Business TEDTalks

7 TED Talks on the need to encourage entrepreneurship

Posted by: Kate Torgovnick May
Peace strategist Mohamed Ali speaks at TEDCity2.0, bringing us to the city of Mogadishu. Photo: Ryan Lash

Peace strategist Mohamed Ali speaks at TEDCity2.0, bringing us to the city of Mogadishu. Photo: Ryan Lash

Could unemployment be a factor that leads to terrorism? Mohamed Ali: The link between unemployment and terrorismMohamed Ali: The link between unemployment and terrorismIn today’s talk, peace strategist Mohamed Ali (not to be confused with the boxer) introduces us to the youth of Mogadishu, Somalia — 70 percent of whom are unable to find jobs. In this talk, Ali highlights just how appealing the messages of terrorist organizations and gangs can be to these young people. These groups offer a sense of purpose to those who are waiting for their lives to start.

But Ali sees a possible antidote: encouraging entrepreneurship, so that young people are empowered to create their own opportunities. In this talk, Ali tells the story of his Youth Leadership and Entrepreneurship Summit in Mogadishu — and the incredible people there who started a motorbike rental company, founded the first florist in Mogadishu, and more.

In this talk, Ali notes a fascinating correlation. Here, more TED Talks that point to the importance of encouraging entrepreneurship.

Cameron Herold: Let's raise kids to be entrepreneursCameron Herold: Let's raise kids to be entrepreneursCameron Herold: Let’s raise kids to be entrepreneurs
There is a group of kids who have trouble paying attention in class and who aren’t amped about after-school activities: kids who might excel at starting businesses. While our education system teaches us to want “a good job,” in this talk, Cameron Herold stresses the importance of encouraging children who might start their own companies to provide good jobs for others.
Jessica Jackley: Poverty, money -- and loveJessica Jackley: Poverty, money -- and loveJessica Jackley: Poverty, money — and love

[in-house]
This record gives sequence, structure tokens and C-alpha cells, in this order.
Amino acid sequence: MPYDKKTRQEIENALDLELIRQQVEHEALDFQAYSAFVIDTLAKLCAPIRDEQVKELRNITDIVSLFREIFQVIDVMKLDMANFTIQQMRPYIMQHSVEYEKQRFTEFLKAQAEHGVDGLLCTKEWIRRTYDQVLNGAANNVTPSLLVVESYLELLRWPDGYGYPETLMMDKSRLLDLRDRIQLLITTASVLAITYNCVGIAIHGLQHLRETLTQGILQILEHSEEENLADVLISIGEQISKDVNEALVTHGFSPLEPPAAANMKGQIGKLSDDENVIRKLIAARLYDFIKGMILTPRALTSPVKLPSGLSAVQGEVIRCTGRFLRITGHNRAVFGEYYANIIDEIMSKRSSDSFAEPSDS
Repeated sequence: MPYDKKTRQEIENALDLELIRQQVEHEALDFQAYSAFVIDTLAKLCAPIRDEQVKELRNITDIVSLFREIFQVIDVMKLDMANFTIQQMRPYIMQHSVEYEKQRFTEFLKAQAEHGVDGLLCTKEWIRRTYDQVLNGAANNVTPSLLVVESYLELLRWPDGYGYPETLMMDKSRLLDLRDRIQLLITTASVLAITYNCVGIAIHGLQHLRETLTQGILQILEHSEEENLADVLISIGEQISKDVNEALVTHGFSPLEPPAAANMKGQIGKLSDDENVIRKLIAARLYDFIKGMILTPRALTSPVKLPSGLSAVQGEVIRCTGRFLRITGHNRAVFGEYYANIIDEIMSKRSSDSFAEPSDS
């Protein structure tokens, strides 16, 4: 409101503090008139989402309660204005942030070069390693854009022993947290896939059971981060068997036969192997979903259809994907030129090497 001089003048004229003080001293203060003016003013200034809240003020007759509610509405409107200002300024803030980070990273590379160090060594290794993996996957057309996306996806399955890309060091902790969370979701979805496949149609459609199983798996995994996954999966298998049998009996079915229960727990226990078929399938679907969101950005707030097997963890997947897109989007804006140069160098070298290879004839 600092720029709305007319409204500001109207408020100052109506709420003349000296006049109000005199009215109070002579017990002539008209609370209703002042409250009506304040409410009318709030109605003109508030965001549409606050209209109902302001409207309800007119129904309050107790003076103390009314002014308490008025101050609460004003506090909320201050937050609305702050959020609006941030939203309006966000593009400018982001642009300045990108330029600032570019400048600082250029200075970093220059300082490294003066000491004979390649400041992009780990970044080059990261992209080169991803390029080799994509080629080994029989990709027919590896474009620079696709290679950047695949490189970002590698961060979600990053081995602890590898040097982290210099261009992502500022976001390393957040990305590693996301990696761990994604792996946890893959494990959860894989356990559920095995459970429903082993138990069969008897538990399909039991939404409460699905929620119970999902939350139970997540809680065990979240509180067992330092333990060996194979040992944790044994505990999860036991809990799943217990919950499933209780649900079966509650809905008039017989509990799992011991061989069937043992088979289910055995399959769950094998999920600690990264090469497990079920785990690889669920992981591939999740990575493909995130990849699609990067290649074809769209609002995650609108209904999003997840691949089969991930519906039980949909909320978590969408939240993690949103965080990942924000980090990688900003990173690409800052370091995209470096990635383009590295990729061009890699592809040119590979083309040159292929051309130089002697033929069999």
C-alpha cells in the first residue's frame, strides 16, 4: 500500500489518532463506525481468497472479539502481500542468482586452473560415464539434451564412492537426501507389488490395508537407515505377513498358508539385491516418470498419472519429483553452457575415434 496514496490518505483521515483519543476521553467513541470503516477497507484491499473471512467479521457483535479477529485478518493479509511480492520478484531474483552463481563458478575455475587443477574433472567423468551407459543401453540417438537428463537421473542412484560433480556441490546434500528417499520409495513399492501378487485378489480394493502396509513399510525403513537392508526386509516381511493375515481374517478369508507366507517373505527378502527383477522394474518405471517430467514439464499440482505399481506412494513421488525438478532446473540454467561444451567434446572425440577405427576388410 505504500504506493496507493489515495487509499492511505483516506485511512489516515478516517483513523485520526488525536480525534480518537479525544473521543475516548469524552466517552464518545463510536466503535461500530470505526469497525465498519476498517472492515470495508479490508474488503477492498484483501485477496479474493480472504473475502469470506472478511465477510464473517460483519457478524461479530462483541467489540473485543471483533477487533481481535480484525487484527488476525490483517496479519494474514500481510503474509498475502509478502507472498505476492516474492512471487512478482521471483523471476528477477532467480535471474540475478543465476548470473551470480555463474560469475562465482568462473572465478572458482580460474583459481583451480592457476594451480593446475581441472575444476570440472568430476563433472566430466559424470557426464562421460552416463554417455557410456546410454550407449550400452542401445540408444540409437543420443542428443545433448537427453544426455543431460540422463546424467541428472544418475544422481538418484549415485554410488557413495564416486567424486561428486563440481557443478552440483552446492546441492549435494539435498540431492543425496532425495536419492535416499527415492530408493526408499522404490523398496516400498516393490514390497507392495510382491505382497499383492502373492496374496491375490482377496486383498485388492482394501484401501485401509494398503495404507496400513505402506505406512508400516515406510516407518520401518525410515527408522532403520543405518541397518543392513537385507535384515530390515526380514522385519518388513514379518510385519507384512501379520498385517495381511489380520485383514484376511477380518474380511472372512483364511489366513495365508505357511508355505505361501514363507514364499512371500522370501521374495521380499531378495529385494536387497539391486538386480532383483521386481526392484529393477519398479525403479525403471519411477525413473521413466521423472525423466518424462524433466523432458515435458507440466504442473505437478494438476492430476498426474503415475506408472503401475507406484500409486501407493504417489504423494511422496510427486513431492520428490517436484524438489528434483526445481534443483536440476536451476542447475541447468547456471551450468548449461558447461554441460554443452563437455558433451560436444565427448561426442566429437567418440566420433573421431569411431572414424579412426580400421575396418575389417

Kiva.org offers microloans to people in the developing world to help them start or grow their businesses. In this talk, the founder of the organization shares how she flipped her thinking on charity from being something offered out of a sense of guilt to being an exciting opportunity to work with a person to improve their life, while validating their dignity. By encouraging individuals to grow their business, this type of giving can even raise up entire communities.
Anil Gupta: India's hidden hotbeds of inventionAnil Gupta: India's hidden hotbeds of inventionAnil Gupta: India’s hidden hotbeds of invention
The developing world is full of inventors with genius ideas for how to solve their community’s unique problems. And we can encourage them, says Anil Gupta. In this talk, Gupta introduces us to the Honey Bee Network, which helps build connections and identities for entrepreneurs in India, so that they can find resources and a market for their ideas. Why the name “Honey Bee?” Because Gupta sees his role as that of a bee, pollinating promising ideas.
George Ayittey: Africa's cheetahs versus hipposGeorge Ayittey: Africa's cheetahs versus hipposGeorge Ayittey: On cheetahs vs. hippos
There are, at the moment, two Africas. There is the Africa of the hippos, i.e. the current ruling elite, who are happy with the status quo and who are rattled by corruption. And then there is the Africa of the cheetahs — those moving fast to bring innovation all around the continent. These cheetahs are young entrepreneurs who aren’t willing to wait for the government to do things for them, but who do it for themselves. “Africa’s salvation rests on the backs of these cheetahs,” says Ayittey.
Ludwick Marishane: A bath without waterLudwick Marishane: A bath without waterLudwick Marishane: A bath without water
Young Ludwick Marishane and his friends had an idea—could you bathe without walking miles to get a jug of water? Marishane tells the story of how he researched formulations and wrote an entire business proposal on his mobile phone, and brought DryBath to the market with the needs of his community in mind. His point: those under the age of 18 can be successful entrepreneurs.
Majora Carter: 3 stories of local eco-entrepreneurshipMajora Carter: 3 stories of local eco-entrepreneurshipMajora Carter: 3 stories of local eco-entrepreneurism
Entrepreneurship can transform the lives of individuals, while also easing the strain on the environment, says Majora Carter. In this talk, Carter introduces us to three people — one in Chicago, one in Los Angeles, and one in West Virginia — who thought up marketable ideas to address the needs of their community. Their business ideas are fascinating — and also remarkably green.

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